Coop Profile: Loomio

This profile is Part I of an interview with Alanna Krause, co-founder and worker-owner of Loomio, a online software worker cooperative based in Aotearoa New Zealand. Read Part II hereJoin the conversation on Democracy at Work's Loomio page as well:

Name: Loomio
Industry: Online Open-Source Software

Could you provide some background on Loomio? What problem does your service/product solve?

Loomio is a decision-making tool for groups who want to collaborate democratically. It enables more transparency and inclusion, with fewer meetings and emails. Unlike a survey or poll, it facilitates a process of constructive deliberation, synthesising solutions from diverse viewpoints.

We created Loomio to solve a problem we ourselves were having, and then found a lot of other people need this tool, too. It can be very difficult to get everyone together for a meeting, and even then you often only hear from certain voices or you run out of time. Meanwhile, trying to make clear, well-documented decisions using mass reply-all emails or open-ended social media messaging is a mess.

With Loomio, it’s easy to include all the stakeholders, and converge on clear outcomes you can act on together.

Loomio originally grew out of the intersection of activists from the Occupy movement and entrepreneurs from Enspiral, a network of positive impact businesses. We realized we were trying to solve the same problem — fast, inclusive, effective decision-making — so we tackled it together.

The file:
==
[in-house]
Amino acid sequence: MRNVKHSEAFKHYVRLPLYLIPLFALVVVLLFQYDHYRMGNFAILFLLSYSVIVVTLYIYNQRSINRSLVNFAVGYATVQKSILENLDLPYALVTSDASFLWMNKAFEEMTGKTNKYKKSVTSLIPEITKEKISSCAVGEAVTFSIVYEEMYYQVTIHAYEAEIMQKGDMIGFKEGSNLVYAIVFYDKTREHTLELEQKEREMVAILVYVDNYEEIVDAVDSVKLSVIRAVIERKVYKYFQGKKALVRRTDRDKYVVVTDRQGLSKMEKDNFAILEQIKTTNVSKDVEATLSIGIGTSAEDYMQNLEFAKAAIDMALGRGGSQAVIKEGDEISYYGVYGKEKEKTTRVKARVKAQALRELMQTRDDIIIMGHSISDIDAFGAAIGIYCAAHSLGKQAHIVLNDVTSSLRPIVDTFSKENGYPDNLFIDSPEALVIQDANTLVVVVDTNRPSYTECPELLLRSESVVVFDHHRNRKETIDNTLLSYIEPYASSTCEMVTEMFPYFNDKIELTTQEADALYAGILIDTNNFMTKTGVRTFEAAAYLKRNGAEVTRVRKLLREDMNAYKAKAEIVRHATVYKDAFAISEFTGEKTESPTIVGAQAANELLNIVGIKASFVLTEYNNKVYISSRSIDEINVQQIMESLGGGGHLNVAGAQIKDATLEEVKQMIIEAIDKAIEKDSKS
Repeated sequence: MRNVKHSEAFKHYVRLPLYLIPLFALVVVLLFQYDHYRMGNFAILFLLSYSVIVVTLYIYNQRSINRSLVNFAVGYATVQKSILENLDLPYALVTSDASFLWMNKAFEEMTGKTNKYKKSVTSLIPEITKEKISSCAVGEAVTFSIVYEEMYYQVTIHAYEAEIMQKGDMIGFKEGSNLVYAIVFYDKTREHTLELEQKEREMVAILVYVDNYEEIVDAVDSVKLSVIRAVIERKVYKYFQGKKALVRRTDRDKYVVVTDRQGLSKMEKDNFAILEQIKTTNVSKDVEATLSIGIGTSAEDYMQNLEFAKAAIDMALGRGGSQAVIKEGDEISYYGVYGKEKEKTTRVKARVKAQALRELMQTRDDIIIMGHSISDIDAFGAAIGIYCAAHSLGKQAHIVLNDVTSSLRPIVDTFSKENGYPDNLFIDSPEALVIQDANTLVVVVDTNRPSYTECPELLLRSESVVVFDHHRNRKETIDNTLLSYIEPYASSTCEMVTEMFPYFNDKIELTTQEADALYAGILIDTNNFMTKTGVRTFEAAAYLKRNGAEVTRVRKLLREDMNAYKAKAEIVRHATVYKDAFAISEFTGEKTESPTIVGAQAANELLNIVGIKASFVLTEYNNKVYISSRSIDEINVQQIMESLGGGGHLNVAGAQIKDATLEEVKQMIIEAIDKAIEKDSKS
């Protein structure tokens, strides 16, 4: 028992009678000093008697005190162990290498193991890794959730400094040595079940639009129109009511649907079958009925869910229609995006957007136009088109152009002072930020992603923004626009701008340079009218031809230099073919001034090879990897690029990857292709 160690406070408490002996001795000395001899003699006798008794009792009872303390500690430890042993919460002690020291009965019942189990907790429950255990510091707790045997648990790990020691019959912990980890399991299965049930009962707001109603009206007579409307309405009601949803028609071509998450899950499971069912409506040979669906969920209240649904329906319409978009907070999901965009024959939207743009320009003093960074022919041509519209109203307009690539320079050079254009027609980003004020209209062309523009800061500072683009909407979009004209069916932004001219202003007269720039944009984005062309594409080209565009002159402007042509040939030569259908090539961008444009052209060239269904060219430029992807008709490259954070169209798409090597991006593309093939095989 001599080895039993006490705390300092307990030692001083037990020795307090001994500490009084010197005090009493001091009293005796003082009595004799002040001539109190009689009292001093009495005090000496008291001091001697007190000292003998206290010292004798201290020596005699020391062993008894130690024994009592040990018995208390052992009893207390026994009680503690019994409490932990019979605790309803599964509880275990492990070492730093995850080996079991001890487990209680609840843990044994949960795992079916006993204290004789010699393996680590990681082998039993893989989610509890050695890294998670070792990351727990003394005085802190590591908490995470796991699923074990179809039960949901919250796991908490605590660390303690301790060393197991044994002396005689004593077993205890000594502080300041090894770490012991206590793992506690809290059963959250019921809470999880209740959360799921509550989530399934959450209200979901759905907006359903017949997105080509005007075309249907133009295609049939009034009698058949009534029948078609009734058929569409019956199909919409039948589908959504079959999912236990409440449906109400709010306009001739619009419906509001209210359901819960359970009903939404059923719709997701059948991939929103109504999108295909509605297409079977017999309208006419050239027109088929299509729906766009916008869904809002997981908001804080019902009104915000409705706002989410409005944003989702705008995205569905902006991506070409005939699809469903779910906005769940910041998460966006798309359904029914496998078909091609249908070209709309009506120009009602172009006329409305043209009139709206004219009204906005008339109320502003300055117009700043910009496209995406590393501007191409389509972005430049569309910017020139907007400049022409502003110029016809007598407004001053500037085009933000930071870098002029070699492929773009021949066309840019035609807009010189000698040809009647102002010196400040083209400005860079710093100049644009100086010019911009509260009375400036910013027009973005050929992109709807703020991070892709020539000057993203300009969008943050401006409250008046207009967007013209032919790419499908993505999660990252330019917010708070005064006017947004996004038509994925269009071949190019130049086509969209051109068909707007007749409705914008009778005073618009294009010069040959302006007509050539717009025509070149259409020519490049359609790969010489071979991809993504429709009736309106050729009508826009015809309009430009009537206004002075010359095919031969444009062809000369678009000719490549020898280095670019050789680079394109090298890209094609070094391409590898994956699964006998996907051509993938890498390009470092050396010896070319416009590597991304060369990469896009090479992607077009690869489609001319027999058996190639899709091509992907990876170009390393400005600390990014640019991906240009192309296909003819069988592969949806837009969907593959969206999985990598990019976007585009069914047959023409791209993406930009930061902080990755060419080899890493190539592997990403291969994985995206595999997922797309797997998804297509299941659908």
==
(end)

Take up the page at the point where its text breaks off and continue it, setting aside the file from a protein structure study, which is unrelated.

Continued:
What inspired you to found Loomio as a worker cooperative as opposed to a traditional model?

We’re a social enterprise, driven by our impact mission. We believe that more groups practicing effective, inclusive decision-making can change organizational dynamics at a global scale. In order to have that kind of impact externally, we have to authentically live it internally.

Equitable collaboration is in our DNA. For us, being a co-op was an easy choice, because it so closely fit with our most deeply-held values. Beyond that, it was a really effective way of clarifying stakeholding and sharing responsibility.

We want to have impact with our product, but we also think the way we’ve structured our company and how we work is part of our social mission. We want to show it’s possible to do a startup differently, with no bosses, driven by pro-social values, and with true collective ownership.

The Loomio team. All workers at Loomio are also owners of the company.

How have the worker-owners decided to share the responsibilities of running the business?

We open-source all our processes, structures, and policies in our Co-Op Handbook, which you can see at

Collaboration and co-ownership doesn’t mean everyone is involved in every decision. That would be impractical. We work to strike a balance of empowered delegation and collective input. The ultimate mandate in the co-op traces back to the worker-owners as a group. From there we make a range of delegations such as the to the board of directors (governance) and coordinators (operational management).